Toxicity of urban highway runoff with respect to storm duration.Sci Total Environ. 2008 Jan 25; 389(2-3):386-406.ST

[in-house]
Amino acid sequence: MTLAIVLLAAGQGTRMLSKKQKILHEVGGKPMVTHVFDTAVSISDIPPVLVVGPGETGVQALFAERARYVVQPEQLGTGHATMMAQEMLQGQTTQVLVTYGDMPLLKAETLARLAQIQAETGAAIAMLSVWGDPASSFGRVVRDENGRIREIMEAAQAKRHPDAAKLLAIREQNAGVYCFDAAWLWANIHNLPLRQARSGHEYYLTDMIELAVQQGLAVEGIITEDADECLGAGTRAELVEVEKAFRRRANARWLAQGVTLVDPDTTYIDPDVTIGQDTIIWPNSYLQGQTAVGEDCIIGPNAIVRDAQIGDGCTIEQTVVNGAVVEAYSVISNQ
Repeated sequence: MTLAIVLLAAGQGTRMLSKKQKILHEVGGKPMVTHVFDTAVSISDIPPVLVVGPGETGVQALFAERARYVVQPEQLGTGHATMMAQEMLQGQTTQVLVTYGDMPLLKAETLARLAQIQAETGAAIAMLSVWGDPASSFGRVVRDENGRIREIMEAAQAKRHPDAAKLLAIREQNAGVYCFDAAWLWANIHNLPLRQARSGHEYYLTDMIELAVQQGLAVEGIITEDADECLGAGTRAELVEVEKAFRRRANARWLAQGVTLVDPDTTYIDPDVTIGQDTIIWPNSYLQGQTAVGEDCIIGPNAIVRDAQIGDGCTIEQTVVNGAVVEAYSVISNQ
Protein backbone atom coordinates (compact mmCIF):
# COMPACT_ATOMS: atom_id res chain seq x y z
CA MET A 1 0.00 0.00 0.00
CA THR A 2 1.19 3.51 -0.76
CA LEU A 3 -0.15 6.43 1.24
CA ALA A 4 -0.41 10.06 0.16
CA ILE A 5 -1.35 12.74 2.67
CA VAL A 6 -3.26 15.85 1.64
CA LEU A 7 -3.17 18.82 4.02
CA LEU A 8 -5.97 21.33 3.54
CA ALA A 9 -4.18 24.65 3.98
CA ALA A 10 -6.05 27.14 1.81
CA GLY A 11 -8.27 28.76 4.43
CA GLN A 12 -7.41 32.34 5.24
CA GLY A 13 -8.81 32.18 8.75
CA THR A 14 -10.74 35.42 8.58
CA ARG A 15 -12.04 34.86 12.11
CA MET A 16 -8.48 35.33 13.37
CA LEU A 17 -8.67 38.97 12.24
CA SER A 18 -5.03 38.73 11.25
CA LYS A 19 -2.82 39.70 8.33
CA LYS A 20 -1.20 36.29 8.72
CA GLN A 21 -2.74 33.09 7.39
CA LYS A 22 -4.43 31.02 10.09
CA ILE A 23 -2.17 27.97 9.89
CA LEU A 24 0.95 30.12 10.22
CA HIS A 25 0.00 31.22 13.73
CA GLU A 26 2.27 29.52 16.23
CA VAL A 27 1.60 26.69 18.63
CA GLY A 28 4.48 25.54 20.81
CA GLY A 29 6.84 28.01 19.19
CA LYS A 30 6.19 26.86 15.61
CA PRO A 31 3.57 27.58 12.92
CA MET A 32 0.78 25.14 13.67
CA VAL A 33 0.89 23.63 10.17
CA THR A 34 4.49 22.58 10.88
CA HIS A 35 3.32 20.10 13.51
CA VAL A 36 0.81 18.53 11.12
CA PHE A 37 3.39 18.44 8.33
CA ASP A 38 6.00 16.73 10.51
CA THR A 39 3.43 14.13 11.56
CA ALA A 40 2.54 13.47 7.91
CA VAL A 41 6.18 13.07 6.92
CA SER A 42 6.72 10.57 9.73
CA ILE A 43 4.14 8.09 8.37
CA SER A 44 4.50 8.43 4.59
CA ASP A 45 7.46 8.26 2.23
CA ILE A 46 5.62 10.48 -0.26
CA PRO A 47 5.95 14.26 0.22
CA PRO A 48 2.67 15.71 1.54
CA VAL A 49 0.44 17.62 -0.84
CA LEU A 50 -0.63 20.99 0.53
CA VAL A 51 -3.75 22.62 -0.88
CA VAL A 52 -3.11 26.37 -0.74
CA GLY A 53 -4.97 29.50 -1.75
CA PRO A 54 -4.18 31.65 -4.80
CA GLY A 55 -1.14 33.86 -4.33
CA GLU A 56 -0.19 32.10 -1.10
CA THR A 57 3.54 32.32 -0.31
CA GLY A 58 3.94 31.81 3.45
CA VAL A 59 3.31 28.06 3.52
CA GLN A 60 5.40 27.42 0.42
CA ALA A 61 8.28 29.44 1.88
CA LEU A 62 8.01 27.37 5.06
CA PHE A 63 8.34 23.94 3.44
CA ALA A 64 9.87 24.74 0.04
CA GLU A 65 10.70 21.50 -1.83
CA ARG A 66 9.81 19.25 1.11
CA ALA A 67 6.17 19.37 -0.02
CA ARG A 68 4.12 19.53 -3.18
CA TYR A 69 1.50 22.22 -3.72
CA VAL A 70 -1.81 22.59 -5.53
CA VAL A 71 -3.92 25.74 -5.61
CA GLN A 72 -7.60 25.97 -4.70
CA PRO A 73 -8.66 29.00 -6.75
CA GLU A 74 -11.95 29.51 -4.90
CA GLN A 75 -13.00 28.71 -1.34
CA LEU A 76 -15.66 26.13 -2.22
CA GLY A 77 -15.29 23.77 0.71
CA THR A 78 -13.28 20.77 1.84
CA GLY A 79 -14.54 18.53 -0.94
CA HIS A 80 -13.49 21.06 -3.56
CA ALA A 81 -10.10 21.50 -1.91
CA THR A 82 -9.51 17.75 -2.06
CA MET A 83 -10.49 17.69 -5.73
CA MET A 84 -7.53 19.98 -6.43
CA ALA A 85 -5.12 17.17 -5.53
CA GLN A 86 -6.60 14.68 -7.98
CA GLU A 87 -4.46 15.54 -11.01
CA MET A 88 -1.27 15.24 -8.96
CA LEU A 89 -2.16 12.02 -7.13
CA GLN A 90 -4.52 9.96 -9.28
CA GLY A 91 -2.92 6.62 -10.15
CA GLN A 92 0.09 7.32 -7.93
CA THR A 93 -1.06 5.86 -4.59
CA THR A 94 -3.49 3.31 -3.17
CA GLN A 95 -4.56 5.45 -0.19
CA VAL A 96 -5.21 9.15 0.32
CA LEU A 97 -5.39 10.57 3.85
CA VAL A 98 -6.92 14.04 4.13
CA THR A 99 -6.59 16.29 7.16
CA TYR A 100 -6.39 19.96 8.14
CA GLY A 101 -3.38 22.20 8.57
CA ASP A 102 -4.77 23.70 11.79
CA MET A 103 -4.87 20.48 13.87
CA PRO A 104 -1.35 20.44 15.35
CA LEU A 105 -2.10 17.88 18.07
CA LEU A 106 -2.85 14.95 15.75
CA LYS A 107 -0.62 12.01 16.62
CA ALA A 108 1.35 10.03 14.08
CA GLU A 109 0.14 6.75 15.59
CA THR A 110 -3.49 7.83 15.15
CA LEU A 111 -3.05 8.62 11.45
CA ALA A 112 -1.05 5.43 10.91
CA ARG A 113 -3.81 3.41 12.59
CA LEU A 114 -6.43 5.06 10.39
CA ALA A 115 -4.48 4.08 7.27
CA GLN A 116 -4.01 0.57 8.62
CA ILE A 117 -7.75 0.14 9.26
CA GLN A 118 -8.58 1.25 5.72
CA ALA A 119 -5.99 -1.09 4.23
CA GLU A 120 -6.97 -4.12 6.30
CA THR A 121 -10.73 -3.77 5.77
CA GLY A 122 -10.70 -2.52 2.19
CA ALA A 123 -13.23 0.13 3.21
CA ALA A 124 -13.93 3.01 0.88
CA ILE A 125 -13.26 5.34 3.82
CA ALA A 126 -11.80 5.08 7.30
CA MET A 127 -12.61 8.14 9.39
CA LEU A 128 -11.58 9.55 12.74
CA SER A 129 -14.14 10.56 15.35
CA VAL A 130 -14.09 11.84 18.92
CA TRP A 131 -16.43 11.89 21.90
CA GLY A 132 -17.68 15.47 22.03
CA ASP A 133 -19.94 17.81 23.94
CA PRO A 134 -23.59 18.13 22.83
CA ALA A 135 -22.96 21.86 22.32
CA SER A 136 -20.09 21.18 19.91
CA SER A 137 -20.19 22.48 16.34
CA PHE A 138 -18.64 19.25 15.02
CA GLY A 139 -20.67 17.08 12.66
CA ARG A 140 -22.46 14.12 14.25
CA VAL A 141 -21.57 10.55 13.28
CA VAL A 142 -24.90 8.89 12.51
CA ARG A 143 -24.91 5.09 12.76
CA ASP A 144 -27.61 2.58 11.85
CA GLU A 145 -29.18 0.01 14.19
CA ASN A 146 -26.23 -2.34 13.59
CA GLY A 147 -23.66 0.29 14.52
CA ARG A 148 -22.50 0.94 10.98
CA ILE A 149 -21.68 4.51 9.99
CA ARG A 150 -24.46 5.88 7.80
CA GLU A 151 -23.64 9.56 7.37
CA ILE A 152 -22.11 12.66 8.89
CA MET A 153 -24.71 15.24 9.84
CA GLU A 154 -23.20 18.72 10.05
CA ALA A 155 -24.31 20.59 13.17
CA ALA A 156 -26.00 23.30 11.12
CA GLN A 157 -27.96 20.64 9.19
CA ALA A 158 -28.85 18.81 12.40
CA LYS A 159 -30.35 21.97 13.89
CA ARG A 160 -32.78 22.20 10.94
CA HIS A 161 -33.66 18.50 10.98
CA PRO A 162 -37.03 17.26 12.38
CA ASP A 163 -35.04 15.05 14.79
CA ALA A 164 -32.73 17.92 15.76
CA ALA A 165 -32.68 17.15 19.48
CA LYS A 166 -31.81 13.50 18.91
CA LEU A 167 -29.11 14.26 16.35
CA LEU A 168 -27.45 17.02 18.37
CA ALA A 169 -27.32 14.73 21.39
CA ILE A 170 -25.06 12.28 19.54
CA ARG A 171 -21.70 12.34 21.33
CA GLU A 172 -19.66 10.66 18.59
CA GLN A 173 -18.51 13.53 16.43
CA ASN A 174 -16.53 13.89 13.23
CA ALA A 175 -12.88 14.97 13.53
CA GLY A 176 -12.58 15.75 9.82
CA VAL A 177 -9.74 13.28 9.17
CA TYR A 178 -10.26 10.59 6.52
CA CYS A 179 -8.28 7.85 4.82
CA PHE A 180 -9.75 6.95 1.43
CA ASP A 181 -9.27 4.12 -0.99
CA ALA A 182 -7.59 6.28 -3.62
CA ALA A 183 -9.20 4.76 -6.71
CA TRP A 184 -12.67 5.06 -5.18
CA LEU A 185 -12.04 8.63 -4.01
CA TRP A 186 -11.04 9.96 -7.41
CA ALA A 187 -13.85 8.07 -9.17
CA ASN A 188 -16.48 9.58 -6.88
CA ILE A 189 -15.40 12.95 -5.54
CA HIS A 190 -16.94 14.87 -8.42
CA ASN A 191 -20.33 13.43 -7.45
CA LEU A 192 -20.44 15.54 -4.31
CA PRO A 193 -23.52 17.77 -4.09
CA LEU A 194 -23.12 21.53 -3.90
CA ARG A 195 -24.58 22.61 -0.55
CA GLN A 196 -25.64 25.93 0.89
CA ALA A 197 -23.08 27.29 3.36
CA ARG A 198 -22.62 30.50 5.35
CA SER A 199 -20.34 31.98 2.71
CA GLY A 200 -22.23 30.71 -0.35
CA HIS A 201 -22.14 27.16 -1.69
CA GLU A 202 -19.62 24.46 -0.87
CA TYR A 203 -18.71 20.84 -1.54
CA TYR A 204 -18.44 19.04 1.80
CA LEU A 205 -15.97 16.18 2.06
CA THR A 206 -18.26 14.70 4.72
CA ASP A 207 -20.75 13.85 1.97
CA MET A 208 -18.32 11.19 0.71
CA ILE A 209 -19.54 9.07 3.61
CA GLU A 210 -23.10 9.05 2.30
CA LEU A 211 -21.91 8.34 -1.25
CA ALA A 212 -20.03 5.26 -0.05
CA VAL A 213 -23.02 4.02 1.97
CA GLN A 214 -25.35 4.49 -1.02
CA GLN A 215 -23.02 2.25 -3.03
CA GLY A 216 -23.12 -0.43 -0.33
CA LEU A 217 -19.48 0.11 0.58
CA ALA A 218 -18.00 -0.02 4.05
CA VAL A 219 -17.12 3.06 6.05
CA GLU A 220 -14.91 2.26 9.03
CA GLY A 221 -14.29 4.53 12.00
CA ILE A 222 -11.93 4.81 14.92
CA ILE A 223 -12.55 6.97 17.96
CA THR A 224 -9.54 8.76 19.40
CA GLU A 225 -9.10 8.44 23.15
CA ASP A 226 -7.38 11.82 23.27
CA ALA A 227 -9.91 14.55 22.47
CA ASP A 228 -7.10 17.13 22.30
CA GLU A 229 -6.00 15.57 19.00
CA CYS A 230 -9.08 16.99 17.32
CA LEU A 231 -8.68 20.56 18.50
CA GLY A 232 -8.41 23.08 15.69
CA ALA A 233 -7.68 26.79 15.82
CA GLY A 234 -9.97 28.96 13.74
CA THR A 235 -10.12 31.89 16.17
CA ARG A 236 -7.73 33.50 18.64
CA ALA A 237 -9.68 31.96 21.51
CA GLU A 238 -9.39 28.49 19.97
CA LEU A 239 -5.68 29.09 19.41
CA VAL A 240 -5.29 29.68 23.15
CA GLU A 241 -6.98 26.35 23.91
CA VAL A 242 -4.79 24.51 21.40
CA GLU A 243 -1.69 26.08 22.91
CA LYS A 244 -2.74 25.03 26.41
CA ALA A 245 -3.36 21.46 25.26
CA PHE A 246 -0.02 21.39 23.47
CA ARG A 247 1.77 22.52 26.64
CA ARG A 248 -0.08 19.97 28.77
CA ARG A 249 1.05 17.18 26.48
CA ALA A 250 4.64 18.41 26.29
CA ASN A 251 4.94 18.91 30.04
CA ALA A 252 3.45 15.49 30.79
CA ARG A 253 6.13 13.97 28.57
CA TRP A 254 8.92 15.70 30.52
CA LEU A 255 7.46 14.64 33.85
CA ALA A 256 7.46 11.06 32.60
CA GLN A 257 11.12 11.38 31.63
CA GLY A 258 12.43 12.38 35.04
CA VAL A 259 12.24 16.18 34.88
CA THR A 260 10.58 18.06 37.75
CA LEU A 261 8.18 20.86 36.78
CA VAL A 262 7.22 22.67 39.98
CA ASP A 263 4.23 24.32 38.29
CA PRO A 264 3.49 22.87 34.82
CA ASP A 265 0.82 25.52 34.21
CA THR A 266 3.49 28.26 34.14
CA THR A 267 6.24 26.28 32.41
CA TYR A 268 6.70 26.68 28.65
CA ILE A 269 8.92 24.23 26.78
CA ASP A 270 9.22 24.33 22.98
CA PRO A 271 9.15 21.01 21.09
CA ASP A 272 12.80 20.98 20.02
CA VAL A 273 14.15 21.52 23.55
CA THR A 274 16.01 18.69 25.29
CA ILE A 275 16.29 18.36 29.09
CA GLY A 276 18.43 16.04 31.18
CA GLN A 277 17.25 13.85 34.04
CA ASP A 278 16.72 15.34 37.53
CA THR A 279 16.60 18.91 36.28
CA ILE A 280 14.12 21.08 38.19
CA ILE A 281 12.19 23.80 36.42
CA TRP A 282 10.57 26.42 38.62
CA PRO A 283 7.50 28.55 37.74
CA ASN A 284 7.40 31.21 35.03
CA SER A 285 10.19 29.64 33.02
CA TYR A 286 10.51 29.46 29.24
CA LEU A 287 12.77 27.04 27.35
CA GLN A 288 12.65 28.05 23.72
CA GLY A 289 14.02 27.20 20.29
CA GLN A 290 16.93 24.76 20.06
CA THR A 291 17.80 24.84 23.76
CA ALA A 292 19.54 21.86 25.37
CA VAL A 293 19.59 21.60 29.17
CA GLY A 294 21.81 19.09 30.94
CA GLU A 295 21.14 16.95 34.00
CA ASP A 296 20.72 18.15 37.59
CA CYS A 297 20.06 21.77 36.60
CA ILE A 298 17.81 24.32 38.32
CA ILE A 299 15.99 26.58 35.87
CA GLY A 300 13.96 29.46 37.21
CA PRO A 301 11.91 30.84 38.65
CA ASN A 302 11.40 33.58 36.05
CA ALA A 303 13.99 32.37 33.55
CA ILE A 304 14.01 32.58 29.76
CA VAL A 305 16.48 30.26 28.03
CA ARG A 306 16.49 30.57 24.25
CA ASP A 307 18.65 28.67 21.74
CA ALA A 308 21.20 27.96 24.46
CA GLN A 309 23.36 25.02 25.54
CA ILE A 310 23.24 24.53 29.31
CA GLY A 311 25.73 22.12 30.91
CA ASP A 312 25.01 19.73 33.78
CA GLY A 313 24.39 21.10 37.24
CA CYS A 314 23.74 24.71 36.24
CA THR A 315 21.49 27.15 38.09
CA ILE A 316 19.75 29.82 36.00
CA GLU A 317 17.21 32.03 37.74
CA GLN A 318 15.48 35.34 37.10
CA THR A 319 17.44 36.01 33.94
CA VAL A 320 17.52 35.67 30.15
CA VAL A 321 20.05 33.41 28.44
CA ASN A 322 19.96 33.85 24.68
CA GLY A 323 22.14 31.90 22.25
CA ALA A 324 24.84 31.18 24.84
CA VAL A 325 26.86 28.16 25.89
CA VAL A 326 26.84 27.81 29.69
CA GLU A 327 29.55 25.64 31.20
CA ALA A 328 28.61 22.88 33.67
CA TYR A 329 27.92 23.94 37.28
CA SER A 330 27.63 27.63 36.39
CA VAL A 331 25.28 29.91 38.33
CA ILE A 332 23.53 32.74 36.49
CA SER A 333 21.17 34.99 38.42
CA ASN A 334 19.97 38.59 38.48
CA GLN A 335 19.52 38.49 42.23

The toxicity of stormwater runoff during various time-based stages was measured in both grab and composite samples collected from three highly urbanized highway sites in Los Angeles, California between 2002 and 2005. Stormwater runoff samples were tested for toxicity using three freshwater species (the water flea Ceriodaphnia dubia, the fathead minnow Pimephales promelas, and the green algae Pseudokirchneriella subcapitatum) and two marine species (the purple sea urchin Strongylocentrotus purpuratus, and the luminescent bacteria Photobacterium phosphoreum using Microtox. Toxicity results varied substantially throughout the storm events for both freshwater and marine species toxicity tests. In general, however, the first few samples were found to be more toxic compared with those collected during later stages of each storm event. In most cases, more than 40% of the toxicity was associated with the first 20% of discharged runoff volume. Furthermore, on average, 90% of the toxicity was observed during the first 30% of storm duration. Toxicity identification evaluation results found copper and zinc to be the primary cause of toxicity in about 90% of the samples evaluated with these procedures. Surfactants were also found to be the cause of toxicity in less than 10% of the samples.